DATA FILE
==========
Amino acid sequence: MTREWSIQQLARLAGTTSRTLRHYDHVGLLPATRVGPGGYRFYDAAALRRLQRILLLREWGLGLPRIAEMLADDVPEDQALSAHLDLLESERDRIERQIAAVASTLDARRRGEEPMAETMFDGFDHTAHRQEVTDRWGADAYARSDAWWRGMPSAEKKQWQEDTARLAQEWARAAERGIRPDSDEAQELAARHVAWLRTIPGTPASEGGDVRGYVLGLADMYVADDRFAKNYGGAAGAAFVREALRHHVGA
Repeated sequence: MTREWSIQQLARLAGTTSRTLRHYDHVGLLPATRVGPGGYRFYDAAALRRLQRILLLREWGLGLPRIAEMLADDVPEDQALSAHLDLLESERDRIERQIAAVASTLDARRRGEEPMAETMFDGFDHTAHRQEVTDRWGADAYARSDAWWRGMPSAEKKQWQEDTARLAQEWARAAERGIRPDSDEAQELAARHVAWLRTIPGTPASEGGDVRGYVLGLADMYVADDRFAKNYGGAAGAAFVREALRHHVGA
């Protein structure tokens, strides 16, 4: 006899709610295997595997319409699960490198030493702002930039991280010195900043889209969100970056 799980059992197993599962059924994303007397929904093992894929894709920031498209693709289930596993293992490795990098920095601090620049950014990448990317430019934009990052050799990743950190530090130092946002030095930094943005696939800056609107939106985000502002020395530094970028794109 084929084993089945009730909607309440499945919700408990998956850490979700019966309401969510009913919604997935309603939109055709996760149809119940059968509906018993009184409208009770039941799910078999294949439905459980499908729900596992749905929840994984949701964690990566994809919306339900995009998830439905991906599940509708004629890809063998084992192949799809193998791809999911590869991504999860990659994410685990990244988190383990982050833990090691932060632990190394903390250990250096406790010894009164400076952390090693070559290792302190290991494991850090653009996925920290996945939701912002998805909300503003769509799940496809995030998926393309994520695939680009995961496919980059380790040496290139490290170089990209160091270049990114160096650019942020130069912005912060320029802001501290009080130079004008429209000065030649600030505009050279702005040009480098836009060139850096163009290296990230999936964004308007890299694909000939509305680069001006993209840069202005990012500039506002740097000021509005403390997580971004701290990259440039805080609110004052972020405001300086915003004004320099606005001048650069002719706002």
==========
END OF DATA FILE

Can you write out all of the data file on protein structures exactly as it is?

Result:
Amino acid sequence: MTREWSIQQLARLAGTTSRTLRHYDHVGLLPATRVGPGGYRFYDAAALRRLQRILLLREWGLGLPRIAEMLADDVPEDQALSAHLDLLESERDRIERQIAAVASTLDARRRGEEPMAETMFDGFDHTAHRQEVTDRWGADAYARSDAWWRGMPSAEKKQWQEDTARLAQEWARAAERGIRPDSDEAQELAARHVAWLRTIPGTPASEGGDVRGYVLGLADMYVADDRFAKNYGGAAGAAFVREALRHHVGA
Repeated sequence: MTREWSIQQLARLAGTTSRTLRHYDHVGLLPATRVGPGGYRFYDAAALRRLQRILLLREWGLGLPRIAEMLADDVPEDQALSAHLDLLESERDRIERQIAAVASTLDARRRGEEPMAETMFDGFDHTAHRQEVTDRWGADAYARSDAWWRGMPSAEKKQWQEDTARLAQEWARAAERGIRPDSDEAQELAARHVAWLRTIPGTPASEGGDVRGYVLGLADMYVADDRFAKNYGGAAGAAFVREALRHHVGA
């Protein structure tokens, strides 16, 4: 006899709610295997595997319409699960490198030493702002930039991280010195900043889209969100970056 799980059992197993599962059924994303007397929904093992894929894709920031498209693709289930596993293992490795990098920095601090620049950014990448990317430019934009990052050799990743950190530090130092946002030095930094943005696939800056609107939106985000502002020395530094970028794109 084929084993089945009730909607309440499945919700408990998956850490979700019966309401969510009913919604997935309603939109055709996760149809119940059968509906018993009184409208009770039941799910078999294949439905459980499908729900596992749905929840994984949701964690990566994809919306339900995009998830439905991906599940509708004629890809063998084992192949799809193998791809999911590869991504999860990659994410685990990244988190383990982050833990090691932060632990190394903390250990250096406790010894009164400076952390090693070559290792302190290991494991850090653009996925920290996945939701912002998805909300503003769509799940496809995030998926393309994520695939680009995961496919980059380790040496290139490290170089990209160091270049990114160096650019942020130069912005912060320029802001501290009080130079004008429209000065030649600030505009050279702005040009480098836009060139850096163009290296990230999936964004308007890299694909000939509305680069001006993209840069202005990012500039506002740097000021509005403390997580971004701290990259440039805080609110004052972020405001300086915003004004320099606005001048650069002719706002």